Woman With Retinitis Pigmentosa Obtains Rudimentary Vision With Argus II Retinal Prosthesis System From Second Sight
March 22, 2009
Today, the Columbus Dispatch told the story of a California woman, Kathy Blake, with retinitis pigmentosa who has gained vision with the same device. Among other things, she can sort dark and white laundry on her carpet. Other patients implanted with the device have been able to read 1-foot-tall letters on a wall, navigate an unfamiliar room, follow a line on a floor, and recognize objects in a place-setting on a table.
The Columbus Dispatch article provides a nice summary of how the Argus II works:
The Argus II system has 60 electrodes, which provide more detail, and works like this:
A tiny video camera mounted in a pair of glasses takes pictures of what’s in front of a patient and transmits each image to a processor worn on the hip.
The processor turns the image into a pattern of electronic impulses that are sent to an antenna on the side of the glasses. The impulses are directed to a receiver implanted on the side of the eye. The receiver relays these impulses to the electrodes in the retina.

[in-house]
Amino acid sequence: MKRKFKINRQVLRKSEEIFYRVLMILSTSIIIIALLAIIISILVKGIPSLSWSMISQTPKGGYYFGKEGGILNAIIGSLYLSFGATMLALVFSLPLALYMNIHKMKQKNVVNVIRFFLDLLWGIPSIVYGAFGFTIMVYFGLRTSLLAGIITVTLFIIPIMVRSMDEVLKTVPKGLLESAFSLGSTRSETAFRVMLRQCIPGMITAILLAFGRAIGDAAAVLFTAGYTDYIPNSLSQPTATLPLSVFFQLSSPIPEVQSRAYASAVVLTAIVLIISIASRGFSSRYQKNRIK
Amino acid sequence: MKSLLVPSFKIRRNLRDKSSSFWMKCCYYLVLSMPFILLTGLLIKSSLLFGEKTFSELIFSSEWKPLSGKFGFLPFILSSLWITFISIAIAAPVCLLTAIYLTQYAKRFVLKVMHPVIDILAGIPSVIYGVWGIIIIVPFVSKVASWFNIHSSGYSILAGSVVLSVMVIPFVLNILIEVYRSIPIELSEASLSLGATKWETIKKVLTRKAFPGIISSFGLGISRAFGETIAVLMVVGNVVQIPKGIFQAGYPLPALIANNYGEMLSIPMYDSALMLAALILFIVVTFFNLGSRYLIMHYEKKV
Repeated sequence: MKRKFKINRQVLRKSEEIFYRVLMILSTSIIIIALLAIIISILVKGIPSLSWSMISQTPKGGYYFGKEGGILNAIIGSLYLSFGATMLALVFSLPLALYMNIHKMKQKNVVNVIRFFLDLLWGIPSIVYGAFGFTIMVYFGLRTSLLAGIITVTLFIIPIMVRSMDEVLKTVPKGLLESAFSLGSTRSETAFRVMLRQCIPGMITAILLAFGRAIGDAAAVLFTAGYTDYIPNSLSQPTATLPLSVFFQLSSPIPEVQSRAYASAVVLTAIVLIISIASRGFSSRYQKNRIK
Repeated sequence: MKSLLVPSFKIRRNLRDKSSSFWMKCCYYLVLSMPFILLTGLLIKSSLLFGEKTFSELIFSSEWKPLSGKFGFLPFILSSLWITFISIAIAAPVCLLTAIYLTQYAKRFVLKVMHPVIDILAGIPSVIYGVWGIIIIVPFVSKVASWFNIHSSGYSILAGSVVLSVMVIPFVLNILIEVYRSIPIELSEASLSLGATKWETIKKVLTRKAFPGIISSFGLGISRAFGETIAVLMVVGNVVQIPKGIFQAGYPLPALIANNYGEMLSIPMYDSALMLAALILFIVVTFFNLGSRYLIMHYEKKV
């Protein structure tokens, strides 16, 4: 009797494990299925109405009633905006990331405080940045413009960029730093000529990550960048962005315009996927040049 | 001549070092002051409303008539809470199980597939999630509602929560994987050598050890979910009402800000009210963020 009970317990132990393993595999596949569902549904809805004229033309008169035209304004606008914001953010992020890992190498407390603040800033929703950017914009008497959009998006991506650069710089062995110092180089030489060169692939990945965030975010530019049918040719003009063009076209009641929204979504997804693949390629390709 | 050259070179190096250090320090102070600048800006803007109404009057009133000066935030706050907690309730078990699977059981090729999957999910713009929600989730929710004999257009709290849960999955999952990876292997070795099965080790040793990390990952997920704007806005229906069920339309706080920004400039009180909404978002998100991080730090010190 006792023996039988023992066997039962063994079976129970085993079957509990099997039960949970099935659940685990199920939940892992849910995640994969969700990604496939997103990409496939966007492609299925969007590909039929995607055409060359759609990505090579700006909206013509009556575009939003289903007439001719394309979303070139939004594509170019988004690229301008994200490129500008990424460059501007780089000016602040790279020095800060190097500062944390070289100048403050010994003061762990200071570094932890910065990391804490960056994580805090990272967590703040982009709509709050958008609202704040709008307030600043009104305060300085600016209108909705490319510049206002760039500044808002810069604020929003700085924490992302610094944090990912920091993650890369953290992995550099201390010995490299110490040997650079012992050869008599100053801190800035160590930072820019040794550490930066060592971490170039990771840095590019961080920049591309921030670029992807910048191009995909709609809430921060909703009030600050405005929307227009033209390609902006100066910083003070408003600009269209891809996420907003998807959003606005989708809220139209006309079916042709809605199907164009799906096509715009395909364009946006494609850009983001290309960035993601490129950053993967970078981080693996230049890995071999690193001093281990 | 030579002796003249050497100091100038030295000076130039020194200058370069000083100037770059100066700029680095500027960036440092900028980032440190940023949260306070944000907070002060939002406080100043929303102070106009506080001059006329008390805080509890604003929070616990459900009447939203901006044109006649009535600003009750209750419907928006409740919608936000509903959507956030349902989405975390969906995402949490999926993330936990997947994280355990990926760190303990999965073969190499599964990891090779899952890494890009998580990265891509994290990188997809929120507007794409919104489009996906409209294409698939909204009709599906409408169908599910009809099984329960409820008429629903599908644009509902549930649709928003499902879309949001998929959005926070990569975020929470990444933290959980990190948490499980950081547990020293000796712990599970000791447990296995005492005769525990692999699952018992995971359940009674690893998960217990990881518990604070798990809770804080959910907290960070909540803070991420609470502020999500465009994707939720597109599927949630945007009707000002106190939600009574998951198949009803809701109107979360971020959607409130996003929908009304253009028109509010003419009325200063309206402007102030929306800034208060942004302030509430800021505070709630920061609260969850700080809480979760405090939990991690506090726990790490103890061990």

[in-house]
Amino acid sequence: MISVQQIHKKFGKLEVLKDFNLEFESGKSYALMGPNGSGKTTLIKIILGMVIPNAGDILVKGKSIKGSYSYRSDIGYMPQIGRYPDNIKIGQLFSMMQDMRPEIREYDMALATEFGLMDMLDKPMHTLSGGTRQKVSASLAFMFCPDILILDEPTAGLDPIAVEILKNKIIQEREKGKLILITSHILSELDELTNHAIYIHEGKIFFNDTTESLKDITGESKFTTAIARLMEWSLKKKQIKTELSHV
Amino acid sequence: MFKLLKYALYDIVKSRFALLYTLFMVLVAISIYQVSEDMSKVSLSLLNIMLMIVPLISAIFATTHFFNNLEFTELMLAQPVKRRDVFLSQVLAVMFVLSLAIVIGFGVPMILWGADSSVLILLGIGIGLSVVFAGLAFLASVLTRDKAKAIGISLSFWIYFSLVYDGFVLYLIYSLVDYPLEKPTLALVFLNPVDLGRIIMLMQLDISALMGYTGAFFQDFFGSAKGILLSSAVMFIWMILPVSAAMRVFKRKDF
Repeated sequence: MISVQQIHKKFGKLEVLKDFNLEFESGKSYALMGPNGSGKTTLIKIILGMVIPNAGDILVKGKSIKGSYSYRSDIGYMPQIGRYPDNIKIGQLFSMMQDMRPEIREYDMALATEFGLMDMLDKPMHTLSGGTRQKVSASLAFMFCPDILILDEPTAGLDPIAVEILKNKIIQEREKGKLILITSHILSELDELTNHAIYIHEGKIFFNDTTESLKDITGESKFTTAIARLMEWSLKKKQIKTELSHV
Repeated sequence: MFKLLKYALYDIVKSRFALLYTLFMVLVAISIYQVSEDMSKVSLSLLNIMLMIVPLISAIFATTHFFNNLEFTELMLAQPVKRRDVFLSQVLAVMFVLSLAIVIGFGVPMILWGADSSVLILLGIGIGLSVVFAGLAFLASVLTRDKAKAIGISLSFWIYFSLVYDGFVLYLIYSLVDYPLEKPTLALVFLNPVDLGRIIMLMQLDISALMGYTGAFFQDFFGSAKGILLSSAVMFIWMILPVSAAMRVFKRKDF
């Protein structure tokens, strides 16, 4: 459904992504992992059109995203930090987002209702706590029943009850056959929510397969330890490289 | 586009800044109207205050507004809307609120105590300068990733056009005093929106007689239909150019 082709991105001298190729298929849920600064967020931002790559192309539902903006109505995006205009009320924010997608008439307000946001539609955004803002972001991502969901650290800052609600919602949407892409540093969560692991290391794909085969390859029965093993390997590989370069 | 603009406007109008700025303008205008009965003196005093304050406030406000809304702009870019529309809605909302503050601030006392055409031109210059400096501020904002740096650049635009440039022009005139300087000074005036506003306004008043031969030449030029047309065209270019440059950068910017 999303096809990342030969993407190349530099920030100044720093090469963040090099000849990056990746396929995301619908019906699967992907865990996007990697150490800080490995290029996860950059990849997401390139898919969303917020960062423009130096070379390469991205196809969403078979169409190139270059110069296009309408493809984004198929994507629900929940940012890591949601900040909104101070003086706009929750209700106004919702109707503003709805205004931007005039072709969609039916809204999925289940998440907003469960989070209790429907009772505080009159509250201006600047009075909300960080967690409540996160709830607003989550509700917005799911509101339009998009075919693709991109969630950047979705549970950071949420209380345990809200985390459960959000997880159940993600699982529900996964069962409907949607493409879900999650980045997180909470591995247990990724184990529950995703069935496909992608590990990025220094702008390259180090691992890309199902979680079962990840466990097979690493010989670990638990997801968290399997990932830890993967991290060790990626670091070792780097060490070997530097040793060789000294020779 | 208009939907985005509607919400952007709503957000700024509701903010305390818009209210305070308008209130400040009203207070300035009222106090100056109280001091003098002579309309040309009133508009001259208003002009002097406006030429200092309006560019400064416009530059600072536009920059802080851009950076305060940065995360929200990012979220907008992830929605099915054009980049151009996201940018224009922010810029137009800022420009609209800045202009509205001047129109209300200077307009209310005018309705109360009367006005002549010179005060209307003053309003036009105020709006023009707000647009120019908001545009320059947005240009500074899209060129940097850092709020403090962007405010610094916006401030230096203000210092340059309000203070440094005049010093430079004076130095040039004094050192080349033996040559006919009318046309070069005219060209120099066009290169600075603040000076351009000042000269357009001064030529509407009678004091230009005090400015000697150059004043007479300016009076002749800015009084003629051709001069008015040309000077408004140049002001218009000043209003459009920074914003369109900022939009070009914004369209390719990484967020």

The impulses travel along the retinal neurons through the optic nerve and to the brain. The patient sees flashes of light, which the brain uses to make the equivalent of low-resolution images.
An illustration of the above process is also provided.
The Argus II has 16 electrodes, while Argus III is expected to have 200, and Argus IV, more than 1,000. The hope is that additional electrodes will allow patients to recognize faces and read text of a fairly reasonable size.
Read the full article.
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